I have no clue why Larry couldn’t just wear the coat himself. He shouldn’t need Balki’s arm unless he like…broke his own arm or something. I don’t know. That part of the episode was so poorly thought out it was embarrassing to watch.
A far better rewrite wouldn’t have taken much effort at all. We already have Lydia cozying up to Jennifer at the beginning. Have her overhear Jennifer’s concern about the bachelor party, the small-town backstory, all that shit. As an advice columnist, Lydia must hear “I’m jealous for no good reason and I don’t know how to fix it” many times a day, and prepared answers to situations just like this more than she should be able to count.
So have her engage with Jennifer. How? Well, however. Anything is better than nothing. But I think Lydia should throw her a bachelorette party to show her that it’s nothing to worry about. It’s just a group of people having fun before the big day. We’d only need to film maybe one short scene at the actual party, and we’d have room for it if we cut out the shit with the coat.
Gorpley gets the boys drunk as usual. Stripper, etc. Lydia has some guy in a thong jump out of a cake. The next day, both Larry and Jennifer are sorry for what happened, even though it wasn’t their fault. They meet up and have an awkward conversation in which they both try to hide what happened the night before. Eventually, of course, it comes out. Balki and Mary Anne are both fucking morons so there are plenty of ways to spill the beans that don’t involve surrogate limbs.
Larry and Jennifer realize that even with temptation handed to them, they didn’t falter. They realize they can trust each other more than they thought. They have a funny story to tell their kids if they survive the balloon delivery.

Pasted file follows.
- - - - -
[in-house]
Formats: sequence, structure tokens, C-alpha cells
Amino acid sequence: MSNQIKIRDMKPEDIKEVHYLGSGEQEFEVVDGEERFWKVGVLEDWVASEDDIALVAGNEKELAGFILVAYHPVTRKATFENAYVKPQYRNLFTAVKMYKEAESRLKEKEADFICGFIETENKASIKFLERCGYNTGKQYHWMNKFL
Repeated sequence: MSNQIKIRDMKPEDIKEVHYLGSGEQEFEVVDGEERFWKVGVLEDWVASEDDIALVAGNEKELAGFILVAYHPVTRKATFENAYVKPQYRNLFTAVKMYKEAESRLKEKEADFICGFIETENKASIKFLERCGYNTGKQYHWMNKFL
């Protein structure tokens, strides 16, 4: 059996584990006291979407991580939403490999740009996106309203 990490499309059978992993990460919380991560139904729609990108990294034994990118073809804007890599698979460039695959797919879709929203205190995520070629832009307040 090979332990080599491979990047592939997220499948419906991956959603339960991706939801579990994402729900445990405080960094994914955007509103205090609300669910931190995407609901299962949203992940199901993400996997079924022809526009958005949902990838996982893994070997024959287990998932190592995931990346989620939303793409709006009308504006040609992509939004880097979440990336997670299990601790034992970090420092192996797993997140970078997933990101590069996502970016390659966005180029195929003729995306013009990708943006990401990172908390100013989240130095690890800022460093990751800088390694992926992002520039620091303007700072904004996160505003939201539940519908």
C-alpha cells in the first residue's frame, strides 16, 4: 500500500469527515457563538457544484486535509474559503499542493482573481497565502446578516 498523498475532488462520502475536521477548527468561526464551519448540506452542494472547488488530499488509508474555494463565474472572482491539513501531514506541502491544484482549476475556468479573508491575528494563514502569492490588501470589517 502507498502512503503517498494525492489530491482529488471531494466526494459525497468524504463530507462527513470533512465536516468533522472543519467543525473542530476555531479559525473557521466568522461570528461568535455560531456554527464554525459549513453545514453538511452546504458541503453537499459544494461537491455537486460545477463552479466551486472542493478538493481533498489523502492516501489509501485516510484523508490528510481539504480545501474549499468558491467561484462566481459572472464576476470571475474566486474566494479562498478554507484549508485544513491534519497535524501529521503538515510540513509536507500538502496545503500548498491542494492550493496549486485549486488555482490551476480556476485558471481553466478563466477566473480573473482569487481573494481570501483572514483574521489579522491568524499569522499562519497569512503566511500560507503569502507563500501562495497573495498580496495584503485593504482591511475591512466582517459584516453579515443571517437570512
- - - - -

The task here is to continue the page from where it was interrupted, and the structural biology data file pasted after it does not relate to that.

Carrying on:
A new line or two of dialogue up front, a short bachelorette scene, and a far more natural conversation to end the episode. You can still have Balki shit in the fireplace if you want.
That’s all well and good, but where would you put six minutes of the cousins pointlessly fucking around?
I assume some early version of the script must have established Balki not wanting alcohol at the party, but I’m sure we can all agree it was much better to see Balki play with Larry’s hair.
Hey, look what I found: http://articles.chicagotribune.com/1987-09-06/entertainment/8703070709_1_odd-couple-oscar-madison-carol-burnett-show
They don’t appear to have any particular opinion of the production, but find Tim Conway really really interesting. Pat Harrington barely gets a mention despite a nine-year run as the sexually predatory landlord on One Day at a Time.
(I’m pretty sure I saw Pat Harrington as Fluellen in Henry V in Washington, DC back in the ’90s. He was pretty good.)
That seems pretty solidly a piece where the sole purpose is advertising Conway and his Derk Dorf videos. Can you imagine paying the equivalent of $59 in 2018 dollars for a 30-minute Dorf VHS?
All I really know of Dorf is seeing the videos in one of the non-chain rental places in my home town as a child and being utterly transfixed by the contrast between the hyperbolic claims on the box about it being the funniest video tape in human experience, and the image on the front which seemed to convey that it was some kind of avatar of anti-humor, sucking all hilarity out of anything nearby.